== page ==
NAO to investigate Whitehall relationship with defunct Kids Company

The National Audit Office has launched an investigation into Kids Company to inspect the grounds on which Whitehall provided cash to the now-defunct charity.

It will look into the funding it received from the government and how these grants were monitored, with a findings report expected in the autumn.

The charity, which supported severely abused and traumatised children, received grants from the Cabinet Office and the Department for Education for at least 10 years, including a £4m grant for 2015-16.

In June, permanent secretary Richard Heaton received a ministerial direction to pass on another £3m as an “emergency loan” to the charity, despite his advice that the cash would not be “value for money”.

The Cabinet Office grant was made on the condition that Camila Batmanghelidjh, the charity’s founder, agreed to step down as part of a reorganisation. Reports suggested that the charity has to fold after donors withdrew funding when it emerged that it was facing a police investigation over child protection issues.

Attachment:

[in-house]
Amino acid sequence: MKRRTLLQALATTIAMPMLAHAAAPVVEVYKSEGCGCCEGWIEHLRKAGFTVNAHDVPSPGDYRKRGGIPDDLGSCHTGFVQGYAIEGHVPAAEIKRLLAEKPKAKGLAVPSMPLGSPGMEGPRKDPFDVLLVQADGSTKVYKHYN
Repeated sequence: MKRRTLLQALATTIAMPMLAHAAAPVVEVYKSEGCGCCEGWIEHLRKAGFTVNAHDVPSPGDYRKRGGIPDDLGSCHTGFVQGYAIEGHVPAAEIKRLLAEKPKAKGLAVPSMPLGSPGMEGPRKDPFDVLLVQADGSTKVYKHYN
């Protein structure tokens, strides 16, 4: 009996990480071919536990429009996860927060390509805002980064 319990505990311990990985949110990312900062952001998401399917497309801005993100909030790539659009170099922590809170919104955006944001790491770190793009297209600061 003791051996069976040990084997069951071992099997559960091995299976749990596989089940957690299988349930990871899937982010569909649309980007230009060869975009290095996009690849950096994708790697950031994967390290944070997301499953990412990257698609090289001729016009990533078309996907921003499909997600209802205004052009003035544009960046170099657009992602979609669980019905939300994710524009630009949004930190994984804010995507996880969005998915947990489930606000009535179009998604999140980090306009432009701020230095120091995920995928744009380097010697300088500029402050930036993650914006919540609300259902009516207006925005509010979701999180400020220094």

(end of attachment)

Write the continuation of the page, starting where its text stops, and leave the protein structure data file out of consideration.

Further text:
On 5 August, Kids Company was closed and was subsequently wound up as it was insolvent.

Kids Company is already the subject of a statutory investigation by the Charity Commission. On 9 July, the independent regulator met with the charity’s trustees regarding public concerns over the body’s funding, financial stability and proposed government changes.

On 21 July, in a different meeting, the regulator insisted that a number of steps be taken, including an immediate independent examination into allegations being made over inappropriate spending and financial control breaches. This work was ongoing when the charity closed, but the regulatory engagement continued.

The charity’s financial management and leadership will also be covered in an inquiry by the House of Commons Public Administration and Constitutional Affairs Committee. The committee will take oral evidence in October, scoping the extent of the government’s relationship with Kids Company, advice given to ministers to continued financial grants and the oversight role of the Charity Commission.

In a statement released on the day of its closure, Batmanghelidjh said the charity had been forced to close with “profound sadness”.

She said: “Our children, staff and volunteers supported by trustees and extraordinarily generous donors, have over the last 19 years helped create an inspirational community committed to recovery and love. The catastrophic abandonment of children who are suffering is a testimony to our collective moral failing.”

At the time, LGA warned that councils were being left to “pick up the pieces” after the charity’s closure, with Cllr David Simmonds warning authorities would have to take up abandoned services formerly commissioned by a council.


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